FORT STEWART, Ga. - More than 150 bikes lined the much-used blacktop where the motorcycle safety course took place, Feb. 24.

Soldiers of the 1st Heavy Brigade Combat Team surrounded the bikes, adjusted gear, checked mirror angles and talked about the day ahead of them. Although it was a normal duty day for most Soldiers of Fort Stewart, the riders of the "Raider Brigade" had different plans.

"Motorcycling is a good sport," said Sgt. Maj. Ray Curtis, brigade motorcycle senior mentor. "It's a lot of fun if done correctly and you just have to make sure that everyone does it safely."

Sergeant Major Curtis, who is also 3rd Battalion, 69th Armor Regiment's operations sergeant major, started planning safety rides with his battalion, before the brigade recognized the effectiveness of the program.

"We are incredibly lucky that we have a sergeant major that is passionate about motorcycle safety," said Lt. Col. Jeffrey Denius, 3/69 commander. "This started out as a battalion program years ago with Sgt. Maj. Curtis; it was so effective that it was adopted by the rest of the brigade."

The brigade had a safety stand-down the week prior, which both riders and mentors agreed was important to the overall success of a large ride.

"The Army definitely puts a lot of restrictions on riders but it's for the good," said Sgt. 1st Class Chris Woods, 2nd Battalion, 7th Infantry Regiment.

The riders drove through Claxton and Pembroke to Savannah Harley Davidson for two classes: one on maintenance, the other on buying a motorcycle. Although a motorcycle ride and safety stand-down may seem like just an excuse to get out of work, it's vital to the safety of Soldiers.

"The purpose of the ride is to identify weak and strong riders, so we can find out who may need more assistance or further training," said Staff Sgt. Daniel Brooks, 5th Squadron, 7th Cavalry Regiment. "It will be a good chance for the leadership and the lower enlisted to work on strong and weak points."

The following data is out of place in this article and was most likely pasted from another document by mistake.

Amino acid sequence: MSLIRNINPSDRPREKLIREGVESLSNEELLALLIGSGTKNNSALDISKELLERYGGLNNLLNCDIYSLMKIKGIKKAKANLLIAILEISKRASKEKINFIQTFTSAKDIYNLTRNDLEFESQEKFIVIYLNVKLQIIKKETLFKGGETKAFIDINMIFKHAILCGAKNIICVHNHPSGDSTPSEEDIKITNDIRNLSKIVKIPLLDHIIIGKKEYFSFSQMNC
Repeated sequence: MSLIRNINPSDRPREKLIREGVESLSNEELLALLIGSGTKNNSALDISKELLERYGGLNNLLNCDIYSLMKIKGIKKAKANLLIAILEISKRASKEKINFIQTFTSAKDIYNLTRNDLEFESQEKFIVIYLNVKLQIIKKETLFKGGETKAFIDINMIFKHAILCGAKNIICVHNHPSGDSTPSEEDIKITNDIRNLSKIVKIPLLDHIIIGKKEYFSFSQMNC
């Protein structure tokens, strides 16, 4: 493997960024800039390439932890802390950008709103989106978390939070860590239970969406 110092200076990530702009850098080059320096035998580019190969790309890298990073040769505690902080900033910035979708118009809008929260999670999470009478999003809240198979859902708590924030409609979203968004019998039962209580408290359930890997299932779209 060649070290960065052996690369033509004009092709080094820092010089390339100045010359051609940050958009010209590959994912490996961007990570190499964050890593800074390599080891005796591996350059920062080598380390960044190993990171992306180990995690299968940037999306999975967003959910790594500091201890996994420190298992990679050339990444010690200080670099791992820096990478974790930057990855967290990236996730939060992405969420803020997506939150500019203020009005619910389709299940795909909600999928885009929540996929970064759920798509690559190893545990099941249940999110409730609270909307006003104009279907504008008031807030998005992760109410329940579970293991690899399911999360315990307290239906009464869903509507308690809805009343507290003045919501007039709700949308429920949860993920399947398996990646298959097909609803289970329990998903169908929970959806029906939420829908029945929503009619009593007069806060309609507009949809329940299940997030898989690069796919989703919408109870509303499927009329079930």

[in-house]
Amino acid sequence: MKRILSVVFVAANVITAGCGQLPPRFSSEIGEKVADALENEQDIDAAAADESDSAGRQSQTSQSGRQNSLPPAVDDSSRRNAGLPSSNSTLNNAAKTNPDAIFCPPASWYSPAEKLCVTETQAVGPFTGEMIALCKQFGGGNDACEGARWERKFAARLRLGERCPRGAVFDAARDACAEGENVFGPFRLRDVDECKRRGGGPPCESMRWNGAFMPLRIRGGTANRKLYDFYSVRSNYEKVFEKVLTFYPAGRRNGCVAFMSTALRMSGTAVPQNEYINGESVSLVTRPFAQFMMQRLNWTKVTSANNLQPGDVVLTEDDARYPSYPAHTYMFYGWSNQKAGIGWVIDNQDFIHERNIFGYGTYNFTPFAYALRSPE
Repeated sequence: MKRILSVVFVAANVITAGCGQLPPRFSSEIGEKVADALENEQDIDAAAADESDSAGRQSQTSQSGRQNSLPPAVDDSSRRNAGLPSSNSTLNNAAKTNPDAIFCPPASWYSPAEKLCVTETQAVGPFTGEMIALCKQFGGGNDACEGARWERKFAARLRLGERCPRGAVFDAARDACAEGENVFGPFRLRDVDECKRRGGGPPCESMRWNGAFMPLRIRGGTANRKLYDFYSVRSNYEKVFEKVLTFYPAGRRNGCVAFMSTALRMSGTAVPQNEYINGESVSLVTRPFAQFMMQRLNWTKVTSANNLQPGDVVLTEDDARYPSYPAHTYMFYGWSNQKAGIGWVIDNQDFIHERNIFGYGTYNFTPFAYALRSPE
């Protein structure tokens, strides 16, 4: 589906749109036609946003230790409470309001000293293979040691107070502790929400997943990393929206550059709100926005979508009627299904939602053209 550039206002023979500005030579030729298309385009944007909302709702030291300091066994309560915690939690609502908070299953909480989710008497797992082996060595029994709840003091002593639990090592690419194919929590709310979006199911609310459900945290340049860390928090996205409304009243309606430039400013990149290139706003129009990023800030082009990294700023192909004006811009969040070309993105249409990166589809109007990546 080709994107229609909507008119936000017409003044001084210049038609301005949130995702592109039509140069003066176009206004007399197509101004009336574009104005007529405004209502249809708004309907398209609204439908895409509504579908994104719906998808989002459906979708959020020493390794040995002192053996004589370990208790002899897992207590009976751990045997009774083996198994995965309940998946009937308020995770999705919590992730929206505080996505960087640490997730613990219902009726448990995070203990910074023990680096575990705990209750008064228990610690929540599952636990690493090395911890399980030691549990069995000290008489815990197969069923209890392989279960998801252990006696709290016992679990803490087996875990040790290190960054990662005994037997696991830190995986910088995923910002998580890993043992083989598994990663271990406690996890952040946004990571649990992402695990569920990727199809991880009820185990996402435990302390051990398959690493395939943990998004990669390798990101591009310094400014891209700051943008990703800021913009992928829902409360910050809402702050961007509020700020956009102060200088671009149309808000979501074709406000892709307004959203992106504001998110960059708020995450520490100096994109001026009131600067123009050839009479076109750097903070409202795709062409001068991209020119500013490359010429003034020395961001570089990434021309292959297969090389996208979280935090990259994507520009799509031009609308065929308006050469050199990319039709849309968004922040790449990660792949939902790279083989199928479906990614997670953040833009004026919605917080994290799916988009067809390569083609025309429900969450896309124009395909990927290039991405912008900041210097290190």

Sergeant Major Curtis understands the importance of mentorship within the brigade. "What we do with the motorcycle mentorship program is we partner up less experienced riders with more experienced riders to give them a feel of what riding is about," he said, "What right looks like, and to make sure that they are doing the right thing. Today will allow mentors to gauge Soldier's riding skills, because the last thing you want is a Soldier trying something above their skill level."
However, riding motorcycles wasn't always accepted as part of military culture.

"I have to go back a few years," said Lt. Col. Denius. "It wasn't too many years ago that commanders like me discouraged Soldiers from riding motorcycles. It was too dangerous. Just like we mitigate risk during combat operations, instead of discouraging motorcycle riding, we've embraced it. We developed programs that allowed Soldiers to gain the fundamental skills they need to be safe and responsible riders. Every Soldier you see here today is a licensed motorcyclist, or has a permit, insured, and has gone through a very robust motorcycle safety foundation certification course."

The ride was also Sgt. Maj. Curtis' last with the brigade. "This is my last ride; it's kind of a sad moment because I've been doing this with the brigade since 2006. I'll miss the camaraderie of riding with the guys and having fun with them."

As more Soldiers go through the motorcycle safety foundation course and more Soldiers buy motorcycles for the coming summer, safety is important. Always wear your personal protective equipment and obey traffic laws.